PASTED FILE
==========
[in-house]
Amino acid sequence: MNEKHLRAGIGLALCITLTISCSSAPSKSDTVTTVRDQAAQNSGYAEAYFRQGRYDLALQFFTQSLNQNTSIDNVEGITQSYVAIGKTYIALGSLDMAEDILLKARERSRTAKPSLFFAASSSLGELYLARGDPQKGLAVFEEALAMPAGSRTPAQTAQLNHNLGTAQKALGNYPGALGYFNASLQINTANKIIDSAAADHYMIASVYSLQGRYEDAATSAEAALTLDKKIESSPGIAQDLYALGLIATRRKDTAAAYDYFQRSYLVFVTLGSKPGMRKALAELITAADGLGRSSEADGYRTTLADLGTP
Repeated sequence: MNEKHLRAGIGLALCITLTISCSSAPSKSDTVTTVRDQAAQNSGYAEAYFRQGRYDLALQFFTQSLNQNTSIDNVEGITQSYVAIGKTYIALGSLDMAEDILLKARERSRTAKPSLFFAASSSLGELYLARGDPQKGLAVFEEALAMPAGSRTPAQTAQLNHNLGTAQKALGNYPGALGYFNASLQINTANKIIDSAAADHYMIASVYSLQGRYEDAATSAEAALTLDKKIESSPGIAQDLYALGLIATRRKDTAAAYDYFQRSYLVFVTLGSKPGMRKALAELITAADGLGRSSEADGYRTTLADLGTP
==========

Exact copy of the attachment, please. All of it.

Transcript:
[in-house]
Amino acid sequence: MNEKHLRAGIGLALCITLTISCSSAPSKSDTVTTVRDQAAQNSGYAEAYFRQGRYDLALQFFTQSLNQNTSIDNVEGITQSYVAIGKTYIALGSLDMAEDILLKARERSRTAKPSLFFAASSSLGELYLARGDPQKGLAVFEEALAMPAGSRTPAQTAQLNHNLGTAQKALGNYPGALGYFNASLQINTANKIIDSAAADHYMIASVYSLQGRYEDAATSAEAALTLDKKIESSPGIAQDLYALGLIATRRKDTAAAYDYFQRSYLVFVTLGSKPGMRKALAELITAADGLGRSSEADGYRTTLADLGTP
Repeated sequence: MNEKHLRAGIGLALCITLTISCSSAPSKSDTVTTVRDQAAQNSGYAEAYFRQGRYDLALQFFTQSLNQNTSIDNVEGITQSYVAIGKTYIALGSLDMAEDILLKARERSRTAKPSLFFAASSSLGELYLARGDPQKGLAVFEEALAMPAGSRTPAQTAQLNHNLGTAQKALGNYPGALGYFNASLQINTANKIIDSAAADHYMIASVYSLQGRYEDAATSAEAALTLDKKIESSPGIAQDLYALGLIATRRKDTAAAYDYFQRSYLVFVTLGSKPGMRKALAELITAADGLGRSSEADGYRTTLADLGTP